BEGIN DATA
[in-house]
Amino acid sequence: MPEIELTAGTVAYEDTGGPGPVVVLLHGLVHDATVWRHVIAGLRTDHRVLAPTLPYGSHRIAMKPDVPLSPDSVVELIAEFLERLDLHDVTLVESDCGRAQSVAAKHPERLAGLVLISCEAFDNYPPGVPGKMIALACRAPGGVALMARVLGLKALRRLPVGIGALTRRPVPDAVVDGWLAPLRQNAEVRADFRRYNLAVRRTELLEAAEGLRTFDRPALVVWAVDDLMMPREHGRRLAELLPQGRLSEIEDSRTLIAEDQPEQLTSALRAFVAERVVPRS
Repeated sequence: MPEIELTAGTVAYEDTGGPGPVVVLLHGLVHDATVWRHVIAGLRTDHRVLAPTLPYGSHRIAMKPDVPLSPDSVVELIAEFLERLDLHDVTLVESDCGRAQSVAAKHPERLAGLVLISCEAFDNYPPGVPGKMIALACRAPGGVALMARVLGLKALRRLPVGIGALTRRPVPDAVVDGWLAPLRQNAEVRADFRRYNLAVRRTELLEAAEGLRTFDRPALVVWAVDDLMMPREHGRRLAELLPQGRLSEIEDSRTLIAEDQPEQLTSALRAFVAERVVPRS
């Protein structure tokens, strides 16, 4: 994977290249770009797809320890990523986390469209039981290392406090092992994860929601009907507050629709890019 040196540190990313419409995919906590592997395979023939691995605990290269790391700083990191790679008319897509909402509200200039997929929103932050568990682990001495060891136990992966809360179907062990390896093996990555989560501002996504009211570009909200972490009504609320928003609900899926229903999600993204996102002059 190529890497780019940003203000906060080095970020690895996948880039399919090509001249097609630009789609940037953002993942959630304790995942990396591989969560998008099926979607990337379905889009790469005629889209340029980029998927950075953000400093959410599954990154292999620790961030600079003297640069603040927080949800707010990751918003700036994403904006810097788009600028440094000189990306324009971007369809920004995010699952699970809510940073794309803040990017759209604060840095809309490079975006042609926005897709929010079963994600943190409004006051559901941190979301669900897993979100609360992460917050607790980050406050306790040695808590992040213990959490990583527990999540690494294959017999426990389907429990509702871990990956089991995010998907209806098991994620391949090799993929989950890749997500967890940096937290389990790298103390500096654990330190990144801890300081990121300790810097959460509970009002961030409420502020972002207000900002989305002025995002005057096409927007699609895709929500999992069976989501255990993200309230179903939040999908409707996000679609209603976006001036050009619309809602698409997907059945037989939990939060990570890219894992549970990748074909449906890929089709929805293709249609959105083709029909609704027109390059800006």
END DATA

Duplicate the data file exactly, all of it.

[in-house]
Amino acid sequence: MPEIELTAGTVAYEDTGGPGPVVVLLHGLVHDATVWRHVIAGLRTDHRVLAPTLPYGSHRIAMKPDVPLSPDSVVELIAEFLERLDLHDVTLVESDCGRAQSVAAKHPERLAGLVLISCEAFDNYPPGVPGKMIALACRAPGGVALMARVLGLKALRRLPVGIGALTRRPVPDAVVDGWLAPLRQNAEVRADFRRYNLAVRRTELLEAAEGLRTFDRPALVVWAVDDLMMPREHGRRLAELLPQGRLSEIEDSRTLIAEDQPEQLTSALRAFVAERVVPRS
Repeated sequence: MPEIELTAGTVAYEDTGGPGPVVVLLHGLVHDATVWRHVIAGLRTDHRVLAPTLPYGSHRIAMKPDVPLSPDSVVELIAEFLERLDLHDVTLVESDCGRAQSVAAKHPERLAGLVLISCEAFDNYPPGVPGKMIALACRAPGGVALMARVLGLKALRRLPVGIGALTRRPVPDAVVDGWLAPLRQNAEVRADFRRYNLAVRRTELLEAAEGLRTFDRPALVVWAVDDLMMPREHGRRLAELLPQGRLSEIEDSRTLIAEDQPEQLTSALRAFVAERVVPRS
């Protein structure tokens, strides 16, 4: 994977290249770009797809320890990523986390469209039981290392406090092992994860929601009907507050629709890019 040196540190990313419409995919906590592997395979023939691995605990290269790391700083990191790679008319897509909402509200200039997929929103932050568990682990001495060891136990992966809360179907062990390896093996990555989560501002996504009211570009909200972490009504609320928003609900899926229903999600993204996102002059 190529890497780019940003203000906060080095970020690895996948880039399919090509001249097609630009789609940037953002993942959630304790995942990396591989969560998008099926979607990337379905889009790469005629889209340029980029998927950075953000400093959410599954990154292999620790961030600079003297640069603040927080949800707010990751918003700036994403904006810097788009600028440094000189990306324009971007369809920004995010699952699970809510940073794309803040990017759209604060840095809309490079975006042609926005897709929010079963994600943190409004006051559901941190979301669900897993979100609360992460917050607790980050406050306790040695808590992040213990959490990583527990999540690494294959017999426990389907429990509702871990990956089991995010998907209806098991994620391949090799993929989950890749997500967890940096937290389990790298103390500096654990330190990144801890300081990121300790810097959460509970009002961030409420502020972002207000900002989305002025995002005057096409927007699609895709929500999992069976989501255990993200309230179903939040999908409707996000679609209603976006001036050009619309809602698409997907059945037989939990939060990570890219894992549970990748074909449906890929089709929805293709249609959105083709029909609704027109390059800006």